Note: (1) More colloquial forms of keredomo are keredo, kedo, and kedomo. Keredomo in all its forms lends a softer tone, and in its full form (not the alternative forms) tends to be preceded by desu and the -masu verb forms. (2) In each of the usages below, ga (#2, II-1, 2, 4, 5, 6) can replace keredomo and its more informal variations.
Tenki-yohō de kyō wa ame wa furanai to itta-n desu keredomo, yūgata kara futte kimashita ne.
They said on the weather report that it wouldn’t rain today, but it began raining in the evening, didn’t it.
Takeuchi-san ni denwa o kaketa keredo rusu deshita.
I called Takeuchi, but she was out.
2. Used at the end of a sentence, implies something that qualifies what is actually stated: “well, yes, but …”
Note: This usage is essentially the same as that in no. 1, above, except that here the second clause isn’t stated outright. (Words in brackets below show only one of various imaginable contexts.)
Tama ni wa ryokō ni mo ikitai to omotte iru-n desu kedo . . .
I’d really like to go on a trip once in a while … [but I don’t have the time].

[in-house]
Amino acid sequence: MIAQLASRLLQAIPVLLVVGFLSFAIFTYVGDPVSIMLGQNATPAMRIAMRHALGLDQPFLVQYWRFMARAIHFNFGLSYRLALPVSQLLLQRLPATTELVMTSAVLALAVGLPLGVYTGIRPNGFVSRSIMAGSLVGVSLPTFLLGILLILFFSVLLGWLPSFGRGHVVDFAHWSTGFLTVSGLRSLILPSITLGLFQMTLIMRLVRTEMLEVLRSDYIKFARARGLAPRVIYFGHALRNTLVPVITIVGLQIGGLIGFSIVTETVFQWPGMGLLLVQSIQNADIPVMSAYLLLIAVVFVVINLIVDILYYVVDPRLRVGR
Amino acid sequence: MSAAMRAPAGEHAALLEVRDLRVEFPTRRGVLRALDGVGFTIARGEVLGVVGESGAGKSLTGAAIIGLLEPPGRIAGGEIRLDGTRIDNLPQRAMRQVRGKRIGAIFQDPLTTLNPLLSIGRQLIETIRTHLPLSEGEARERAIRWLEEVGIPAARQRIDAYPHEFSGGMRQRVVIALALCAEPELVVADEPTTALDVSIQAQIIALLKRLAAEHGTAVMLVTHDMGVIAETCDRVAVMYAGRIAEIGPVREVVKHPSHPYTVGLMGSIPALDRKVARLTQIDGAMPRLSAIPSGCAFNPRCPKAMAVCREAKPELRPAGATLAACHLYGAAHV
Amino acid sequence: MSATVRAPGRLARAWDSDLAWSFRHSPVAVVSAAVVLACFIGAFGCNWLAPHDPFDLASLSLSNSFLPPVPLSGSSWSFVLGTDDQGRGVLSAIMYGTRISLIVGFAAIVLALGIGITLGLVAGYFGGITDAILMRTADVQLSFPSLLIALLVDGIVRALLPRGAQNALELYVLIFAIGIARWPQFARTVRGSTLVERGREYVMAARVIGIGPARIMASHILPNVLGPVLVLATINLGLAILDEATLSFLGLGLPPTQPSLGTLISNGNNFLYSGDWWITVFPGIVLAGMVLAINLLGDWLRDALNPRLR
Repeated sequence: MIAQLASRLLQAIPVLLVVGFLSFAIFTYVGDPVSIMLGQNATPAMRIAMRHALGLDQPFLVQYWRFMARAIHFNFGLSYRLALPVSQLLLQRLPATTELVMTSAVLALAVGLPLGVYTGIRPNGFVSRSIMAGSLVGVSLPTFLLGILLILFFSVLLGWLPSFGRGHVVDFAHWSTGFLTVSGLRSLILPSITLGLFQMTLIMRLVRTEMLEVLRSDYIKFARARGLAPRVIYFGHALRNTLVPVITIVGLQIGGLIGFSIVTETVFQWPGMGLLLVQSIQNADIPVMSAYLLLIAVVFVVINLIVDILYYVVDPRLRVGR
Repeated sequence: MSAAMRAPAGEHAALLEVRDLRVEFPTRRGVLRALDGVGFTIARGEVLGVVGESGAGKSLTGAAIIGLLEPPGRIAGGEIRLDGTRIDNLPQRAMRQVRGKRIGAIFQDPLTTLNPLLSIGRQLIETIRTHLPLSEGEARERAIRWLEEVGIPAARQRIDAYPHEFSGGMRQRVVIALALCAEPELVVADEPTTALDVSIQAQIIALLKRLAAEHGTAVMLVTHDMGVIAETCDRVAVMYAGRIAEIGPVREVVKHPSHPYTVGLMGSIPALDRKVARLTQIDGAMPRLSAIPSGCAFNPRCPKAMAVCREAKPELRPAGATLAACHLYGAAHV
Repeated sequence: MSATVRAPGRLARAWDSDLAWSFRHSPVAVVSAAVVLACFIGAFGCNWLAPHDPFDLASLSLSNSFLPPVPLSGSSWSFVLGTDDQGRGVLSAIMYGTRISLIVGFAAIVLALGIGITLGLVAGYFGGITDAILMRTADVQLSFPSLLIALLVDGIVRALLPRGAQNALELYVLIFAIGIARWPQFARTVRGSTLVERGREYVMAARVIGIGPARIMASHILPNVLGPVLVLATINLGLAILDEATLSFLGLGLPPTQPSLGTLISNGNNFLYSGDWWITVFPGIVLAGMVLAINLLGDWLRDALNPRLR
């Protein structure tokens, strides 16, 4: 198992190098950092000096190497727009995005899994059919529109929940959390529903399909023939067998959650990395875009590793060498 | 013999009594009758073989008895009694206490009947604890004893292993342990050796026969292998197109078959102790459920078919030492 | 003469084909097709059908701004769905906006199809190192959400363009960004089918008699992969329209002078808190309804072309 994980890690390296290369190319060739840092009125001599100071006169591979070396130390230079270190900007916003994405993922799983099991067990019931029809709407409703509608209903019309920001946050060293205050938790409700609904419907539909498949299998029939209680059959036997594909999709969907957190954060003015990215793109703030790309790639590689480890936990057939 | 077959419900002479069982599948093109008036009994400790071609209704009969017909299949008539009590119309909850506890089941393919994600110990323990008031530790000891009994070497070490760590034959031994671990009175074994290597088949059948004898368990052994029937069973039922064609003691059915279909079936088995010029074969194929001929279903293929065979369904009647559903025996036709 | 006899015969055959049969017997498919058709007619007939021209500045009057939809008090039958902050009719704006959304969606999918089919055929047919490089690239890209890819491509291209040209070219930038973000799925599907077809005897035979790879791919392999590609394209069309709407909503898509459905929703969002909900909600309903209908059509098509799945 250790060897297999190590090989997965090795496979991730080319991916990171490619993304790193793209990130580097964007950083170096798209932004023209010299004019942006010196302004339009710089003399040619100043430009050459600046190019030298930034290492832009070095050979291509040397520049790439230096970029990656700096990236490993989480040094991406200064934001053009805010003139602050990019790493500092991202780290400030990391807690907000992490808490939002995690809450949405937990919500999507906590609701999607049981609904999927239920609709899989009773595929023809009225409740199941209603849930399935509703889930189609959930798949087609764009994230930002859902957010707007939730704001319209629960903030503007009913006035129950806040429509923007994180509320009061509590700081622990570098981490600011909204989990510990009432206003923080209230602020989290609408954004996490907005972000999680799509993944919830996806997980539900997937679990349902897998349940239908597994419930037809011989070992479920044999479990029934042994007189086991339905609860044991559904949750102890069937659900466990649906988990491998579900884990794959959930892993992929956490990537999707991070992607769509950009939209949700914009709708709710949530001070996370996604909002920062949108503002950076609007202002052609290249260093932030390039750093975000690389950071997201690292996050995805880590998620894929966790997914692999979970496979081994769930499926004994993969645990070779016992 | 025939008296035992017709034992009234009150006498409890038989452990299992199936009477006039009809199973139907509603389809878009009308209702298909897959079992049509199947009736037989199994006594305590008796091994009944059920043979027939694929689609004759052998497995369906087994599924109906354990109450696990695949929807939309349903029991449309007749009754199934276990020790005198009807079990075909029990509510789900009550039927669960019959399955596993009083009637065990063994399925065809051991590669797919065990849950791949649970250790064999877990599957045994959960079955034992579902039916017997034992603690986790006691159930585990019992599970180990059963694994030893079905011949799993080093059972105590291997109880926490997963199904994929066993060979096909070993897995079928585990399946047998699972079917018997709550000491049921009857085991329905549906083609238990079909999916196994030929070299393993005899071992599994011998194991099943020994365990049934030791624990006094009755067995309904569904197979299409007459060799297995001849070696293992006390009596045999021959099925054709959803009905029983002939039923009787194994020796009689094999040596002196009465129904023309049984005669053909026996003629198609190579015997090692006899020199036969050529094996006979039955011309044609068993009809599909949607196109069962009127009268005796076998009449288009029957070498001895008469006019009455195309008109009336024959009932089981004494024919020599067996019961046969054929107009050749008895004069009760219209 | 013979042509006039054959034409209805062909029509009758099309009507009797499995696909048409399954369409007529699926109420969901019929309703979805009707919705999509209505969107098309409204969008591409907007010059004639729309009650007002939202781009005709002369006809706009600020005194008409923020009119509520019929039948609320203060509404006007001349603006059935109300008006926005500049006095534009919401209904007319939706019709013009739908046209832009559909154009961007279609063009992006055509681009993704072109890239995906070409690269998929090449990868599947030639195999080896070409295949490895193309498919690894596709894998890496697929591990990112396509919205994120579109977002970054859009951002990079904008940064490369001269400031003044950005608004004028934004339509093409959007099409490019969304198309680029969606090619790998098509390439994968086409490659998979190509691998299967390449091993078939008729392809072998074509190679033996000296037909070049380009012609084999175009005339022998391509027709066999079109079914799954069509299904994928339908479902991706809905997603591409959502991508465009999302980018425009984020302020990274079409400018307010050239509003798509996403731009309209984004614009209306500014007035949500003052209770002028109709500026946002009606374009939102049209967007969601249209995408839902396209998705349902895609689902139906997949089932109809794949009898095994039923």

Watashi wa gorufu o shinai wake de wa nai-n desu kedo …
It’s not that I don’t play golf … [but I really don’t like it that much].
3. Indicates a preliminary remark.
Mada hassha made ichi-jikan mo arimasu kedo, dō shimashō ka.
There’s still an hour until [the train] departs, [so] what shall we do [in the meanwhile]? •
Tani desu kedo, Tomoko-san irasshaimasu ka.
This [my name is] is Tani. Is Tomoko there?
4. Used at the end of a sentence, emphasizes the sense that the speaker wants the event to come out as stated: “it would be nice if, I hope.”
Hayaku atatakaku naru to ii-n da kedo …
It would be nice if it got warm soon. / I hope it gets warm soon.
Mō sukoshi ōkii no ga hoshii-n da keredo …
I’d like to have one that’s a little bigger. / I had hoped for some-thing a little larger.